The threat of fire never sleeps, and never is fire more likely to strike American homes than during the harsh cold of winter.
More fires occur during winter than any other time of year. The good news for home owners: Taking simple precautions can prevent most fires. Home fire awareness starts by ensuring you have properly working smoke detectors in the kitchen, on each floor and outside all bedrooms in your home. Test your smoke detectors at the beginning of every winter. Smoke detectors older than 10 years should be replaced with new units.
While 380 Companies can help get your home back in working order if fire strikes, we also want to offer up some helpful tips to avoid house fires all together this winter. Winter fire prevention starts with knowledge, namely knowing the most common causes of winter fires. Most start from sources that are designed to keep your home warm during the cold winter months.
The most essential thing to remember about heaters is they are a controlled fire source. When out of control, they are extremely dangerous. In 2011 alone, heating equipment caused 53,600 structure fires in the U.S., contributed to 400 civilian deaths and produced $893 million in direct property damage. Heating equipment produces 14 percent of all American home fires annually.
- No heaters present a greater winter fire hazard than portable electric and kerosene space heaters. Be sure to keep at least three feet of open space between space heaters and all other objects.
- Vacuum, clean and remove dust and lint from all heaters. Service your heater if the cord gets hot, frayed or cracked.
- Never use extension cords with portable electric heaters. Always turn off portable heaters when leaving the house and going to sleep.
- Always make sure heaters are used with adult supervision when children are present.
- Make sure your portable space heaters are UL approved and have a tip-over automatic shut off function.
- For kerosene heaters, only use fuel approved by the manufacturer.
- For furnaces, leave upgrades and repairs to the experts: Certified professionals.
- But do perform an annual furnace safety check. Inspect the walls and ceilings above your furnace, checking for cracks and discoloration and heat.
- Always be sure to keep trash and flammable materials away from your furnace.
Nothing sets a holiday and winter mood like candles, and fewer objects serve as a quicker ignition switch for winter fires. The United States Fire Administration reports U.S. Fire departments responded to 10,630 house structure fires caused by candles from 2007-11 – an average of 29 per day.
- The three most common days for house candle fires are Christmas Eve, Christmas Day and New Year’s Day.
- The threat of candle fires can be reduced exponentially by lighting and using candles only in secure, sturdy candle holders that cannot be knocked over.
- Blow out all candles before leaving the house or going to bed. And keep all candles, matches and lighters away from children. Also keep candles away from easily inflammable holiday items like Christmas trees, presents, boxes and wrapping paper.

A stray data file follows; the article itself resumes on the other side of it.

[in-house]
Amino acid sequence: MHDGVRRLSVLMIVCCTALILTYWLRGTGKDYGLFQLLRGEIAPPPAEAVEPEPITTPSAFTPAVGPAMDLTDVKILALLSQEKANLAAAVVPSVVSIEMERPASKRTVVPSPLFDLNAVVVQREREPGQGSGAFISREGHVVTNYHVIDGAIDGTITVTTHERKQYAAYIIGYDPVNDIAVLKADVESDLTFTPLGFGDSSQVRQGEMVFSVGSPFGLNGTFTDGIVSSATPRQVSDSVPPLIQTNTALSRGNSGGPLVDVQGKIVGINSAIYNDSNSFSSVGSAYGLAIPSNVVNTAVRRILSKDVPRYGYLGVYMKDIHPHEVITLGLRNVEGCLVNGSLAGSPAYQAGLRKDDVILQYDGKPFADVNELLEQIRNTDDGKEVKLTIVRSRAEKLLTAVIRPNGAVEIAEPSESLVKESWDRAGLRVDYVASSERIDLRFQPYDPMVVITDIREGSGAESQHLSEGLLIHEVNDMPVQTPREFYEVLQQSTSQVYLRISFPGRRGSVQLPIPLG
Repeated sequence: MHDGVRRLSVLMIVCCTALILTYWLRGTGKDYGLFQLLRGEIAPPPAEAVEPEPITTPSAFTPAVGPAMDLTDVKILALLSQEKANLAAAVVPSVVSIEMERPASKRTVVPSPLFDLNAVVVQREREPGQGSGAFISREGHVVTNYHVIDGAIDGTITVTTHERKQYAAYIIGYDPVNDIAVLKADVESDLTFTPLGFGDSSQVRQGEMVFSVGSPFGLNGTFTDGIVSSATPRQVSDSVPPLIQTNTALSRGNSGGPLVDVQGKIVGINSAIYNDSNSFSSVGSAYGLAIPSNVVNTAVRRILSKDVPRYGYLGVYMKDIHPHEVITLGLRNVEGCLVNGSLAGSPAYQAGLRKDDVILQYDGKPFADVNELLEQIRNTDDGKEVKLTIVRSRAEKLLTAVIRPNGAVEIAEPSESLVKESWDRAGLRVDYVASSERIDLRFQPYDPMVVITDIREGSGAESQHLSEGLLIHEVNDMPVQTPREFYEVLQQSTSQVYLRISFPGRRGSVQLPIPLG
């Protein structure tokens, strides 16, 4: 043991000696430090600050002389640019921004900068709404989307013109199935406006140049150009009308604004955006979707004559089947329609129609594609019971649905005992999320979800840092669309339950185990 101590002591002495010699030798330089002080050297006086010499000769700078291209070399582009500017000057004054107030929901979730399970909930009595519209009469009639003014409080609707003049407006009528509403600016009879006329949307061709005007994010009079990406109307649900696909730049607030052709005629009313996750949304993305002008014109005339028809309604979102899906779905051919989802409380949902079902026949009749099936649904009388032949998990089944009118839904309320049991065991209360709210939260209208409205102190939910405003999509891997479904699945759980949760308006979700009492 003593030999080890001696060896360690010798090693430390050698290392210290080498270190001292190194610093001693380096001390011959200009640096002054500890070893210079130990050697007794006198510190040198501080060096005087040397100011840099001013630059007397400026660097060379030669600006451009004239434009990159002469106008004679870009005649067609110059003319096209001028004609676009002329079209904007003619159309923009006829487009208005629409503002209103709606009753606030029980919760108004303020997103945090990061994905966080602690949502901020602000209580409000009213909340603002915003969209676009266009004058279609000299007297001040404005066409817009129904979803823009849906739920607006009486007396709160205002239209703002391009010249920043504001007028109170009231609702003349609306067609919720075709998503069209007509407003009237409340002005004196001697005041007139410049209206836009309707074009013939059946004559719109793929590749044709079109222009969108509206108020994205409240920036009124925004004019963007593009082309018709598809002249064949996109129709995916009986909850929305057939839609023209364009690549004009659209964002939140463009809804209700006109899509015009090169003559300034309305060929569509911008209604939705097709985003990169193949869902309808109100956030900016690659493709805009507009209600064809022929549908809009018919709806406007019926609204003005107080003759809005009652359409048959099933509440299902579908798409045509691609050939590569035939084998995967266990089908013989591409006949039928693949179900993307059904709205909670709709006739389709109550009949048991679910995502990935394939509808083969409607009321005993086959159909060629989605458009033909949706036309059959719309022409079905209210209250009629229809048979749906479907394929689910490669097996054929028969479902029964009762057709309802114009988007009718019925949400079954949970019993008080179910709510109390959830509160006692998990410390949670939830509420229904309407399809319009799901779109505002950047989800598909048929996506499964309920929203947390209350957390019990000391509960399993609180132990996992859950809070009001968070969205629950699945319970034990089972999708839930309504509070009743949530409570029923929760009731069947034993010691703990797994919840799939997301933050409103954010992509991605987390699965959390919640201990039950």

A place of soothing winter warmth can also become the center of a dangerous house fire if fireplaces aren’t used and maintained properly.
- To prevent flue fires, only burn dry, well-seasoned wood in your fireplace. Place ashes outdoors in a covered metal container located at least three feet away from anything that burns.
- Always have a fireplace screen built of sturdy metal or heat-tempered glass. If children are present – especially small children – always use a special child-guard screen.
- Have a professional perform a certified chimney sweep clean (and check for creosote build-up) and inspect your fireplace annually.
- Other fireplace tips to remember: Never use flammable liquids to start or accelerate any fire, never burn charcoal (which can emit lethal amounts of CO) indoors, when using synthetic logs always follow the directions on the package and never break them apart (they burn unevenly).
- Most importantly, always fully extinguish all fires before going to bed or leaving your home.
The ever increasing rate of home heating bills has many Americans looking for more affordable heating solutions, like wood-burning stoves. Keep wood stoves at least three feet from combustible surfaces and only use high-quality, UL listed stoves.
They are the best backup if the electricity goes out, they can also be a silent, undetectable killer if not properly maintained and used. Generators’ exhaust contains Carbon Monoxide (CO), an orderless, invisible killer. You can’t see or smell CO, which can kill you in just minutes.
- Portable generators should only be utilized for outdoor, non-enclosed use far away from homes and directed away from a home’s openings (doors, windows, vents). Never use generators inside a home, garage, shed or other partially enclosed spaces – even if doors and windows are open.
- Before using generators, read the owner’s manual and warning labels on the generator. Always follow a generator’s instructions for use. Also, always store generator fuel in a safe, secure location.
- Most importantly: Install CO alarms with battery backups in the home outside each sleeping area.
- Have a licensed electrician install generators that are permanently connected to your home’s electrical system and notify your electric company.
Home Escape Plan
Often, the key to survival in a serious home fire is having an effective escape plan that will get your family out of the house and danger quickly as possible. Every home fire escape plan should have two ways out of every room. Practice your escape family with your entire family at least twice annually. And never attempt to go back into a burning home. Possessions can be replaced. Your life can’t be.